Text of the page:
“That water could shoot up 20 feet into the air,” Digges said. “It’d be a lot of water suddenly and uncontrollably.”

Digges is referring to two artesian water wells in the middle of downtown San Antonio. Water flows from the wells, which are the oldest built in the city, because of natural pressure from the aquifer, providing as much as 43.2 million gallons of water a day to the immediate downtown area.

This week, after beginning to break down, the underground pumps and motor that move the water needed to be removed. From early Monday morning to Tuesday afternoon, Digges and his team carefully plugged the wells, removed the old pumps and unplugged the water.

The process stretched throughout the day and night. Any wrong move — or as Digges describes it, when you “lost a well” — could empty tons of water throughout the La Villita area. Fortunately, he said, the water stayed put — mostly, thanks to the mud.

The mud

Water under San Antonio, from the Edwards Aquifer, is under so much pressure that when engineers drilled the downtown artesian wells in 1891, water shot 20 or more feet into the air.

How mud is at the center for well repair in San Antonio

To prevent the water from surging while removing the pumps, engineers injected a substance called “clean mud” into the wells to push the water down. The SAWS team pumped 450 barrels of mud into one well and 300 barrels into the other through a well pipe coming out of the ground. The mud — which has the consistency and color of chunky chocolate milk — cost SAWS $600,000, with the total cost of operations close to $1 million.

The mud holds the pressurized water down 94 feet deep in one well and 130 feet deep in the other.

Once the wells were “killed” with mud, Digges and his team used a massive crane to pull the old piping, pump and motor from the ground. As with a straw in a milkshake, some of the mud tries to come up with the piping, which is a big concern for SAWS. If too much mud gets pulled up with the crane, the water pressure could increase and water could shoot up.

“We want to create a negative vacuum of pressure,” Digges said. “We pack in the mud so much that the water pressure is going the other way.”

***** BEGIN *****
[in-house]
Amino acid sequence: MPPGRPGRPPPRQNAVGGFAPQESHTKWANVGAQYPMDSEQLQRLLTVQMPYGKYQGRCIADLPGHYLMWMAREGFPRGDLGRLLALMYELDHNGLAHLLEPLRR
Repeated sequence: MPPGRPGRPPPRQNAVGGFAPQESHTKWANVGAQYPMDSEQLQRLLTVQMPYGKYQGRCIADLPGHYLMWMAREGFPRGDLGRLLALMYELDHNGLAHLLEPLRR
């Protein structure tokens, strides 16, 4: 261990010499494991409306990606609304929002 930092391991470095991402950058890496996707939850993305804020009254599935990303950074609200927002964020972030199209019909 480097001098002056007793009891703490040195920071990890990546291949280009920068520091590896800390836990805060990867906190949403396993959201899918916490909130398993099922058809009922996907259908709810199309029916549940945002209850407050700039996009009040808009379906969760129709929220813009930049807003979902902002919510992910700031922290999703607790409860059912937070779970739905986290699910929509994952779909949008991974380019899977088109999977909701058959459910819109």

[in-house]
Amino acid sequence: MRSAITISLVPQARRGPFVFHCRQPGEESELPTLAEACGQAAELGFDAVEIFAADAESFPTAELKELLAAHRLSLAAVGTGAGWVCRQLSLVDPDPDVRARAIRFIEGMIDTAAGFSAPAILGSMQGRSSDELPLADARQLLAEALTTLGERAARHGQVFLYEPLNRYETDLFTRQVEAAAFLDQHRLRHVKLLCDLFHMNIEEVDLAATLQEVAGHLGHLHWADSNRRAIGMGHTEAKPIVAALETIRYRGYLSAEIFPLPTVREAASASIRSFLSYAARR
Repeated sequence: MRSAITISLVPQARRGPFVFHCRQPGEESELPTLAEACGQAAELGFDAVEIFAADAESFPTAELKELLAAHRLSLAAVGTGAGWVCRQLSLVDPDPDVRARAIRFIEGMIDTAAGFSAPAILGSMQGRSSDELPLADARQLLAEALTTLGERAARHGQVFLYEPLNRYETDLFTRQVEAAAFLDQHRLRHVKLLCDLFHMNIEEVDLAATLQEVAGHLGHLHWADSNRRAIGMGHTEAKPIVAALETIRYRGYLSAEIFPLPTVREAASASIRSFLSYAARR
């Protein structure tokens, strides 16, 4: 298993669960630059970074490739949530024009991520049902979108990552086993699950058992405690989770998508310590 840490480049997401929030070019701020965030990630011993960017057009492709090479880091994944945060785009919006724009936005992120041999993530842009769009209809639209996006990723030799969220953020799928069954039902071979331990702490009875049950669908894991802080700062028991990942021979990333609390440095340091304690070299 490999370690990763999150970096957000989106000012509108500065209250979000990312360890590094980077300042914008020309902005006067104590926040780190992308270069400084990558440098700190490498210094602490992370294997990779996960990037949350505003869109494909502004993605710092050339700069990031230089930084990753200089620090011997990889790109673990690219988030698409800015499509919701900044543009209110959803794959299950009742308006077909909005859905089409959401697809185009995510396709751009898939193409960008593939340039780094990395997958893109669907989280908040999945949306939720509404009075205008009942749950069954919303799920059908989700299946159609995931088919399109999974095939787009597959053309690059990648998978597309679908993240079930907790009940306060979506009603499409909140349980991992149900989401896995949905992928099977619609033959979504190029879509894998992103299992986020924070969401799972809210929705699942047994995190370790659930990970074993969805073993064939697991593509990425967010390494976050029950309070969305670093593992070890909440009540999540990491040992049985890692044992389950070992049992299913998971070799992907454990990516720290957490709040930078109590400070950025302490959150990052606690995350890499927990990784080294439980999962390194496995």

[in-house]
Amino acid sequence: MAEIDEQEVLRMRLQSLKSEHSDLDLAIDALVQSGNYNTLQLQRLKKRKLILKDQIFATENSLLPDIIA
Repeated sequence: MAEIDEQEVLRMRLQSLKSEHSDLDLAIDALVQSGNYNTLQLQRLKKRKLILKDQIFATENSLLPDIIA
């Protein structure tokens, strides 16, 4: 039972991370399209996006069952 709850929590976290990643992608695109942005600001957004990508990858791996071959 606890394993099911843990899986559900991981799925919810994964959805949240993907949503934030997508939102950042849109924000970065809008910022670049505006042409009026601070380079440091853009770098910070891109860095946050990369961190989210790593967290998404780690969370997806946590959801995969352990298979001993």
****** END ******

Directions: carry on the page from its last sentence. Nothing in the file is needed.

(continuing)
After the pipes are removed, the top of the well is sealed again and the mud is sucked back out, leaving the water alone again to flow upward. The flow will stay where it is until the pump and motor are fixed and reinstalled.

“This is all part of infrastructure maintenance,” said Anne Hayden, communications manager at SAWS. “It’s that weird, wonky word people talk about, but it’s super important to keep our water flowing in San Antonio.”

What happens now?

The first part of the repair was completed at about noon on Tuesday. Instruments used in the process will be cleaned, and the piping will be fixed or replaced. In the meantime, the flow will remain unattached to the 2 million-gallon water tank that provides aquifer water throughout downtown, and remain bottled up underground until it’s ready to be used again.

Other wells, including one near the Briscoe Museum and one near the AT&T Center, will keep water flowing to downtown customers for now, Hayden said. The pump and motor will be fixed by February, and this week’s process will be reversed to replace the well piping and reconnect it.

The well units were last repaired in 2008. And barring something unexpected, they should be good to go for 10 years. And the mud, vital to keep clean water flowing in San Antonio, will be discarded with more mud down the line.

Elena Bruess writes for the Express-News through Report for America, a national service program that places journalists in local newsrooms. ReportforAmerica.org. elena.bruess@express-news.net